We arrive on the spook-world of Dathomir. In the past I’ve said that SWJFO has a little Dark Souls in its veins. This place is the most Dark Soulsian location in the whole game. The enemies here are a little trickier and a little less forgiving in their attack patterns. The place is all mournful ruins, knotted roots, giant spiders, bones, and dust. Also the place is wall-to-wall with empty pottery that you can smash for no reason.
I’m not saying this part of the game plays exactly like Dark Souls. I’m just saying this is as close as it gets, in terms of trickier foes, the atmosphere, and general pacing.
So let’s talk a little more about the combat in this game. And to do that, let me introduce you to…
This Friggin’ Guy
This guy. This guy is a total bastard.
I wasn’t particularly comfortable with the combat in this game. Aside from my fondness for the Batman series, I don’t really play many games focused around third-person melee combat. I kinda missed the whole God of War craze, I didn’t play For Honor, and as I’ve said before I haven’t played more than an hour or so of Dark Souls.
I’m more of a shooter guy. Which means I don’t really have a broad perspective on this style of game and I can’t judge the execution of SWJFO as it compares to its contemporaries. So below is my reaction as someone who is still getting a feel for this genre.
I thought I had this game pretty well figured out by the time I reached Dathomir. Enemies tend to block head-on attacks. If you’re opening the fight, then you’ve got a few options for various lunge or leap attacks that don’t get blocked. If your target is a low-tier foe then this will usually kill them outright. However, you’re usually fighting groups of people. So once you’ve landed that first big hit for free, you need to settle down and duel your foes properly.
Since everyone is always holding the block button, your best option is to wait for your foe to attack and then block them. If you get the timing juuust rightOr if you’re playing on easy and you’ve lightly brushed the block button at sometime in the last three minutes., then you’ll parry their attack. This will cause them to visibly stagger for a second, allowing you to riposte. If you feel greedy, then maybe you’ll throw in a few extra hits on the end of that while their guard is down.
In any case, that’s the general rhythm: Wait to be attacked, parry, riposteAgainst storm troopers, a riposte is usually an insta-kill with a fancy finishing animation., and move on to the next enemy. If they use a power attackThey helpfully glow red during the wind-up to telegraph this. then you need to move out of the way or – if you’re feeling greedy – try to finish them before the attack lands. Try to maneuver around so you don’t get surrounded, and if your health gets low then dodge away and take a healing stim. As I understand it, this is all pretty standard for the genre.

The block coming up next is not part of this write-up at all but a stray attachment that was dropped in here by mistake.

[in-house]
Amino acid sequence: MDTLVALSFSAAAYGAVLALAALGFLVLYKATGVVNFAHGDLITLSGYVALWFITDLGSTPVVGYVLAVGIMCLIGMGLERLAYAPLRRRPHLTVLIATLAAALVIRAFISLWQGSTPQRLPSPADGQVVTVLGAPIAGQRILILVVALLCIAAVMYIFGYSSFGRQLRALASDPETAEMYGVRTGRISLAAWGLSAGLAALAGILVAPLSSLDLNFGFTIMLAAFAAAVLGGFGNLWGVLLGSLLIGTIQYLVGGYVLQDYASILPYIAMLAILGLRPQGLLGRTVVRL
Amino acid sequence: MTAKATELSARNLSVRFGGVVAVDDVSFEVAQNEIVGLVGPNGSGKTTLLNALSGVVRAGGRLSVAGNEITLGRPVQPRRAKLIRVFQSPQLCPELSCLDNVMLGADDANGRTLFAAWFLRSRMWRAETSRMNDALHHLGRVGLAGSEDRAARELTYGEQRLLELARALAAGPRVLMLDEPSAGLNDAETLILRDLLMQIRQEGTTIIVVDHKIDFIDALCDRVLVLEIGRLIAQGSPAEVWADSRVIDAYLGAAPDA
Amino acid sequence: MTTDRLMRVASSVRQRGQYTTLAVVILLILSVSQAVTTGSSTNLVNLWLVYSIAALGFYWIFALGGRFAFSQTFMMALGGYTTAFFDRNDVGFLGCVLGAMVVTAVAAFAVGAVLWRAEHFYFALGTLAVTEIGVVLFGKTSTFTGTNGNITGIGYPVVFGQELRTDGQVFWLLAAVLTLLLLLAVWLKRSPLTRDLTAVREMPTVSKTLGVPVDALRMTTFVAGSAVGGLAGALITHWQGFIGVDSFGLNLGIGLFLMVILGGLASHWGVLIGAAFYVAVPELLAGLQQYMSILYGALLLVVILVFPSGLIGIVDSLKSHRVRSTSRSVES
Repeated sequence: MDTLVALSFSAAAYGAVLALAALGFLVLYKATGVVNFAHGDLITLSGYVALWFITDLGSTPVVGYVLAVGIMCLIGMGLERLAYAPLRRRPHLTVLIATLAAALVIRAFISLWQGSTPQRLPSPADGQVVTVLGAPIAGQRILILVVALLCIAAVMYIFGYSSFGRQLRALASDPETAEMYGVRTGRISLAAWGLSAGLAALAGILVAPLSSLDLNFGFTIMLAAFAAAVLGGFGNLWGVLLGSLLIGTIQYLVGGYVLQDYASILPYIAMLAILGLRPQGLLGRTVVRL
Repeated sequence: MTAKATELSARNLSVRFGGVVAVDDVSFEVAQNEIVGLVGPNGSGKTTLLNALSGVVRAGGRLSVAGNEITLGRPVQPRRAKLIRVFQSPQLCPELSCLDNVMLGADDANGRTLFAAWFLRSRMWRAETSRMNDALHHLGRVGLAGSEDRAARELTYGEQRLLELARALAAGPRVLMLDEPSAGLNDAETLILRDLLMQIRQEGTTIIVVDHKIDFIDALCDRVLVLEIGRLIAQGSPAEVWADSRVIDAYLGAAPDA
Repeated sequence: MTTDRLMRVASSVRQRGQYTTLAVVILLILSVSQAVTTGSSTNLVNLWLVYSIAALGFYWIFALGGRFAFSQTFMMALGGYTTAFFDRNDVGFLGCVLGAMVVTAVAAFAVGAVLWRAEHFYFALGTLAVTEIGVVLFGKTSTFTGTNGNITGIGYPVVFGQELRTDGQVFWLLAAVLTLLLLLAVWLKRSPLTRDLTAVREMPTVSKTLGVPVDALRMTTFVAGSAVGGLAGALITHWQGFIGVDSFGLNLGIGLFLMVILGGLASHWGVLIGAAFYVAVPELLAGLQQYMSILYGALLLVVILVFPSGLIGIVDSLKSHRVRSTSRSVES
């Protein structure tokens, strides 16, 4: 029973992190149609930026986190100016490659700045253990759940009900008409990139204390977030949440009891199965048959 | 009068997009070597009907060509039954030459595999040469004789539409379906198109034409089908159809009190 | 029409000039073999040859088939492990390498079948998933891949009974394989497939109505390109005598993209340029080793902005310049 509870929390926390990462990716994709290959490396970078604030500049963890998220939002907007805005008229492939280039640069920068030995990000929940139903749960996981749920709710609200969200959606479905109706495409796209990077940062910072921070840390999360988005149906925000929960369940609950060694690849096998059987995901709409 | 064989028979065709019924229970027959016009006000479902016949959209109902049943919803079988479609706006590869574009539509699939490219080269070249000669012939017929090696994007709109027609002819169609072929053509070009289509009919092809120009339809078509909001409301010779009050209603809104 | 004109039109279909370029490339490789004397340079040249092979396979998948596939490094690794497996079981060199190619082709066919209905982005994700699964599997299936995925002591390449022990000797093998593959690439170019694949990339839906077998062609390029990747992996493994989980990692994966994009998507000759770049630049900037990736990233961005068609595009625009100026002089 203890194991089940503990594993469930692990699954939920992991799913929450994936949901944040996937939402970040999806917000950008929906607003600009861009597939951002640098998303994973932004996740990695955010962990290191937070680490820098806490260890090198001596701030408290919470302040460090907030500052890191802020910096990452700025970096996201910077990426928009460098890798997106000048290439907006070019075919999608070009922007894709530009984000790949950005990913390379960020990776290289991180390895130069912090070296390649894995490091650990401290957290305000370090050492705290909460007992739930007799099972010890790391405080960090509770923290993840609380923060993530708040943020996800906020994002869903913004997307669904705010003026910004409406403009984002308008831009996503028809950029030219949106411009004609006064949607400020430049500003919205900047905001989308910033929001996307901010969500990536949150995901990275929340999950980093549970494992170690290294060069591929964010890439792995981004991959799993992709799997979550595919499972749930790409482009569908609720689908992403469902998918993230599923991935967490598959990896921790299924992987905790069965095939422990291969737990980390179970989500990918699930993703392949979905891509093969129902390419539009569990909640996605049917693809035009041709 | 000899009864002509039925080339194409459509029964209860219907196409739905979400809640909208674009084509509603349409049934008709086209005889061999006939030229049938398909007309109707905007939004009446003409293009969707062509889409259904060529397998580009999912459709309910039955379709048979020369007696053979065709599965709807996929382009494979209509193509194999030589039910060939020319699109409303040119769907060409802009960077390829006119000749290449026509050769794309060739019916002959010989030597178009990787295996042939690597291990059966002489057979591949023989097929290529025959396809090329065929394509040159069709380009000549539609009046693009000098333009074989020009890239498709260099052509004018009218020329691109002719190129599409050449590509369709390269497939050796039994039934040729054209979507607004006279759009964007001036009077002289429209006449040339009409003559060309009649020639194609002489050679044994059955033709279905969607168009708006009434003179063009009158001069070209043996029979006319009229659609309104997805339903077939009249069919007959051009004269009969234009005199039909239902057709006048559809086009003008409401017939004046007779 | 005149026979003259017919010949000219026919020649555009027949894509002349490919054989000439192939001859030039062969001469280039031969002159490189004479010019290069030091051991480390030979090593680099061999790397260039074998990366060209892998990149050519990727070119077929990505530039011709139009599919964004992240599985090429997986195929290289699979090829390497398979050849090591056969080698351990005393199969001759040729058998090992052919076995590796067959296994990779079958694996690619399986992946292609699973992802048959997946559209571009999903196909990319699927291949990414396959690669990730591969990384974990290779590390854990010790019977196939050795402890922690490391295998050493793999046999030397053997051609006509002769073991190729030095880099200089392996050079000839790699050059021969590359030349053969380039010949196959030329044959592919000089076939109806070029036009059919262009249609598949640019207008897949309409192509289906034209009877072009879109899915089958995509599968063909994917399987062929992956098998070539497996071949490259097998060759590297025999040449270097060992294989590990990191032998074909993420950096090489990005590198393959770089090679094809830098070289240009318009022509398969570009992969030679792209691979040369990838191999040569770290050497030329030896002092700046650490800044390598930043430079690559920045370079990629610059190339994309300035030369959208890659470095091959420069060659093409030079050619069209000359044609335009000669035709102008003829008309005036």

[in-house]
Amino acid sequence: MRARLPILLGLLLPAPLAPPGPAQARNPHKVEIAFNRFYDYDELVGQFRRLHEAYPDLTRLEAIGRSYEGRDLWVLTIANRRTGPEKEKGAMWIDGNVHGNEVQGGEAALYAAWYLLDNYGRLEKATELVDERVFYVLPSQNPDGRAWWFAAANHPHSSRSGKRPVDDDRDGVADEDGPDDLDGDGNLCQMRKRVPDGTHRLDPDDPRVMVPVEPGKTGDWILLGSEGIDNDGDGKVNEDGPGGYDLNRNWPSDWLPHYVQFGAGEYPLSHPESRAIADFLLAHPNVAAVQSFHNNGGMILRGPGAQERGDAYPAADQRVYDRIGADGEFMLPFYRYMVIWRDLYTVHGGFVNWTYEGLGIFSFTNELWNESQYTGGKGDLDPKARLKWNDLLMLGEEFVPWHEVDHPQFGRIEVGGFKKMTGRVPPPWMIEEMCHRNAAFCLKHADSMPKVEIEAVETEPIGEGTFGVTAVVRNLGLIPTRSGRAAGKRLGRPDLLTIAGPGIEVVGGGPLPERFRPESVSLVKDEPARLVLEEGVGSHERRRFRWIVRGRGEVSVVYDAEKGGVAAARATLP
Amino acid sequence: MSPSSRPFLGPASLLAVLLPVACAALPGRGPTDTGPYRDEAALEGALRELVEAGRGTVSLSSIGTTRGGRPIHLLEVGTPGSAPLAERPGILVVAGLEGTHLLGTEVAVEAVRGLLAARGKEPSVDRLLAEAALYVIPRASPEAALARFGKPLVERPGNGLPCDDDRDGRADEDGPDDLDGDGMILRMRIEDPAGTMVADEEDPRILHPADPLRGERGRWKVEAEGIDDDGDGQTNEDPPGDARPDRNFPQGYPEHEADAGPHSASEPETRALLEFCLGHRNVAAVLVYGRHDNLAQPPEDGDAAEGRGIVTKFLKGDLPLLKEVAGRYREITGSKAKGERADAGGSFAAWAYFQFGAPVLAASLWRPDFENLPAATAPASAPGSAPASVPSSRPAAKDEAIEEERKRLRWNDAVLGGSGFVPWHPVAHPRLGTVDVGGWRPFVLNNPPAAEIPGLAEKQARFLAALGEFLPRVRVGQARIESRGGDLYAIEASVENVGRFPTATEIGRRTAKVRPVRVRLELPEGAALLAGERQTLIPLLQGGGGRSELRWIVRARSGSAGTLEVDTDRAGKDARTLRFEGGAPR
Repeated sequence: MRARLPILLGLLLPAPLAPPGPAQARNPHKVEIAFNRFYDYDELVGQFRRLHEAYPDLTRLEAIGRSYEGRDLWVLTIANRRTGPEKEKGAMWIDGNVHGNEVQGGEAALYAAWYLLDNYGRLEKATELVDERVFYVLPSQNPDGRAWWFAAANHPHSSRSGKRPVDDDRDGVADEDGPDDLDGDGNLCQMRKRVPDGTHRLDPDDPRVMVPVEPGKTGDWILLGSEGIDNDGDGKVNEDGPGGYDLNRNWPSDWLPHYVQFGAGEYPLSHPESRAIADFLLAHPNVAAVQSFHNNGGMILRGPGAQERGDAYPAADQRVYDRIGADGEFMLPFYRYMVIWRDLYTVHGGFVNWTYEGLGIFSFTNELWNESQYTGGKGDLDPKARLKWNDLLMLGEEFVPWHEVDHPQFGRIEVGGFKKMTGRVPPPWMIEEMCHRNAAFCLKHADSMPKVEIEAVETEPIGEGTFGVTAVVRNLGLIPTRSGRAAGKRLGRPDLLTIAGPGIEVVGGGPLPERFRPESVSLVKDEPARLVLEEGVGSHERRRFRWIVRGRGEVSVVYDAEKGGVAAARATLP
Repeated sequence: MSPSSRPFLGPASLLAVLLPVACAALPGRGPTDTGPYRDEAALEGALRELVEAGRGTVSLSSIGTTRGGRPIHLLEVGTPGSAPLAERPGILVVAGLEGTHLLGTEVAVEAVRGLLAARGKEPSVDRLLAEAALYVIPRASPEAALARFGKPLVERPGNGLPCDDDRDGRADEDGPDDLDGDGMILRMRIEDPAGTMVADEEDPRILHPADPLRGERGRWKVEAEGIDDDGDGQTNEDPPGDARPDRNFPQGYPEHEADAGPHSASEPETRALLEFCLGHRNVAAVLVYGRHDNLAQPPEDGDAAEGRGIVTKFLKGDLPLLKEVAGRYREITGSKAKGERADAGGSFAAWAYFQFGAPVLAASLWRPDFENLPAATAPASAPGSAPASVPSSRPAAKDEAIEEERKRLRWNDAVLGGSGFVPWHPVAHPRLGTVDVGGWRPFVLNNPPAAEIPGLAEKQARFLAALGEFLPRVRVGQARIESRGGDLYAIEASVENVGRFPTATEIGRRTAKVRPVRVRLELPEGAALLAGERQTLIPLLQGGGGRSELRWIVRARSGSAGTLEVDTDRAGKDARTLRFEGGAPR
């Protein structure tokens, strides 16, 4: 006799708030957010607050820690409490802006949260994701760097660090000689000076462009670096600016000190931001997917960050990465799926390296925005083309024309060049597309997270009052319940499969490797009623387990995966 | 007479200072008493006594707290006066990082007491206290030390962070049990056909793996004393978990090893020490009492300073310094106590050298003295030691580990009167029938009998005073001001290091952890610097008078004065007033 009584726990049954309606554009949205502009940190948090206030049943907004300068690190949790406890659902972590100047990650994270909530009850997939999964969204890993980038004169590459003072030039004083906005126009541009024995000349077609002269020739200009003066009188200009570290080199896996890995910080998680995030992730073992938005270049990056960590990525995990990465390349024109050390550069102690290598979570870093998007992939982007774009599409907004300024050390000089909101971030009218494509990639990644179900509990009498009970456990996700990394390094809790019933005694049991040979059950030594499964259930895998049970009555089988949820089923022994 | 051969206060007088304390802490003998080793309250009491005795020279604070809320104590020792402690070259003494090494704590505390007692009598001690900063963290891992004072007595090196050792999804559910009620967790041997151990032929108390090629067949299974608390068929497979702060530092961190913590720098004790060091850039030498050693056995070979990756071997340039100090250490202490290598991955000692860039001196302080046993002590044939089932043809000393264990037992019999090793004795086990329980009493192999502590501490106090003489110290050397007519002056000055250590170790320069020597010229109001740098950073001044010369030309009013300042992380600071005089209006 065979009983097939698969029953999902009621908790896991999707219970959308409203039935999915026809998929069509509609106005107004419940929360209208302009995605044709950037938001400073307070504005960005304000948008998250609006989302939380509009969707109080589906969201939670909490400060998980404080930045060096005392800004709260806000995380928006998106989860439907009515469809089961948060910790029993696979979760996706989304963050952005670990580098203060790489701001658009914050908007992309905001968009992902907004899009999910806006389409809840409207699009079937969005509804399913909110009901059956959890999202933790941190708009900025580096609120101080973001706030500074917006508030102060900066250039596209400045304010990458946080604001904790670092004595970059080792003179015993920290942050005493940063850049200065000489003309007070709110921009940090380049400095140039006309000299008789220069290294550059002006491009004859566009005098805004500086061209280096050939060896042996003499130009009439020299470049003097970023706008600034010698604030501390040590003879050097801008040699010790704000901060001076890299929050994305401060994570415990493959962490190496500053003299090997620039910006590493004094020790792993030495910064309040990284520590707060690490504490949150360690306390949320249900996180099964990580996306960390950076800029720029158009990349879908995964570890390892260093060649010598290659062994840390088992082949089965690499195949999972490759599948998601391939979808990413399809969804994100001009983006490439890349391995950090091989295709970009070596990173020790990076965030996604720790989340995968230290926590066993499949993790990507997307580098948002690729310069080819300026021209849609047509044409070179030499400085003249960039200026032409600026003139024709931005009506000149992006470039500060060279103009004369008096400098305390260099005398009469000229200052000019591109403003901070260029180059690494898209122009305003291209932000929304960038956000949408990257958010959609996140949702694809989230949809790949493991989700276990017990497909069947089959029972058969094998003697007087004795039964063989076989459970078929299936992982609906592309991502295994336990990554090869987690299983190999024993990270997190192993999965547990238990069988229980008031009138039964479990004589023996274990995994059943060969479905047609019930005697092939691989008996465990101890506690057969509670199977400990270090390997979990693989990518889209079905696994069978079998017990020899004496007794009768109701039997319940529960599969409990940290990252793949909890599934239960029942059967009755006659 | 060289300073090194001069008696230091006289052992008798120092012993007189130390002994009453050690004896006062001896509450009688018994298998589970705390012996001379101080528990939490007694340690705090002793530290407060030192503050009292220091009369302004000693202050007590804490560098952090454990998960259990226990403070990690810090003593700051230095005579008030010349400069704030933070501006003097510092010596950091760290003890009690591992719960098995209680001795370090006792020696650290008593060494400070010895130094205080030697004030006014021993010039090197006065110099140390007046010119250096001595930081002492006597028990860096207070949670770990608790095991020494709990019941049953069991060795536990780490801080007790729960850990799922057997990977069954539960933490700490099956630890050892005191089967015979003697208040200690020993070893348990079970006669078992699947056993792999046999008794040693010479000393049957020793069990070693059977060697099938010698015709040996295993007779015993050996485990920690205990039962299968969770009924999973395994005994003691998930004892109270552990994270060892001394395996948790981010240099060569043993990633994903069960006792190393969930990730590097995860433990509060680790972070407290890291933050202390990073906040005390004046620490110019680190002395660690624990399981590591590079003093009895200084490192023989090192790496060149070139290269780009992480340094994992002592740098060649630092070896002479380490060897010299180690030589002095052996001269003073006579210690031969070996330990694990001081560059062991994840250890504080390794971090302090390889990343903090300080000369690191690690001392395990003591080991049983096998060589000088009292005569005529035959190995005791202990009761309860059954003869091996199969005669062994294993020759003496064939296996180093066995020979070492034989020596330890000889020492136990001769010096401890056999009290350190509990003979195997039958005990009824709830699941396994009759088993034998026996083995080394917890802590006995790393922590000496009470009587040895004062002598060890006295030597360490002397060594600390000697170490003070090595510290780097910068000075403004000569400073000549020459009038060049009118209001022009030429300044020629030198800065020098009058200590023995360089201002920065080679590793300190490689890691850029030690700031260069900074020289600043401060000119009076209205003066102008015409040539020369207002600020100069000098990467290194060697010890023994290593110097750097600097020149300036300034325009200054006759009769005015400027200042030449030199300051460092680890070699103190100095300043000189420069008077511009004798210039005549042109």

So I figured this was a game about well-timed counterattacks.
Until I met this freak.
When you parry him, he seems to get staggered very hard. His arm bounces off of your lightsaberShrug. Whatever. and he even turns his back to you for a moment. Based on everything the game had taught me up to this point, I figure the game was saying, “NOW. STAB HIM IN THE BACK!” It seemed kinda obvious.
But then I’d hit the attack button and instead of hitting him, he’d hit ME.
What? What is this bullshit? I hit the attack button! I know I did!
I figured maybe I was too slow. So I tried again, and again, and again, changing up the timing and trying to figure out why hitting the attack button on a stunned enemy got me knocked on my ass.
This guy packs a huge punch. Unless you’ve been stacking health upgrades, this guy can kill you in two hits. I eventually gave up on that and tried rolling away, but his reach is so long that he’d often tag me anyway. This was infuriating. I’d parry him, and my reward was getting slammed with a (seemingly) unavoidable follow-up.
I spent a long time getting pancaked by this guy and swearing at my monitor. Mercifully, he’s right outside of your ship, so you don’t have a long hike for a rematch.
Shamus! You don’t even need to fight him. You can just run past him!
Yes, I did realize that. But then what if it turns out I have to fight one of these guys later on? What if I end up facing a boss version of this thing? Skipping hard fights seems unwise because the game is probably having you fight this thing for a reason.
Eventually I realized that you just can’t attack in these situations. Despite him being ostensibly staggered and having his back to you, and despite the rest of the game teaching you to attack staggered foes, that’s not what you do here. His “stagger” animation is apparently an uninterruptible wind-up for an even bigger attack. If you parry the second oneThe timing is different from the first, so it takes a little trial-and-error to discover and master the timing., then he does it yet again. If you parry the third one, then you get a quicktime prompt to insta-kill him.
So he feels like he’s cheating according to the rules of the game thus far, but once you know the trick he becomes completely trivial.
(The other way to beat him is to play hit-and-run. Lunge at him, nail him once, and then dive away from his counter-attack. This is very slow, a bit fiddly, and his long reach means you’ll probably take a couple big hits in the process. It’ll cost you a stim or two, but you’ll get him eventually.)
Maybe this sort of thing is normal in these kinds of games, but as a newcomer I found it frustrating, bewildering, and unfair. If the run-back to this guy had been longer, I would have ditched the game right here and never touched it again. Even with the short-ish run-back, I was boiling mad by the time I figured it out. And even then, I never got any satisfaction out of beating him. To me it feels like he cheats until I can beat him with an exploit. The whole thing was a miserable ordeal.
It doesn’t help that this thing is just massively more powerful than all of the other non-bosses in the game. He’s faster. He hits harder. His range is immense. His attack pattern is visually misleading and counter-intuitive. I feel like maybe some of these advantages could have been spread around a bit to the other foes, rather than stacking them all on a single guy.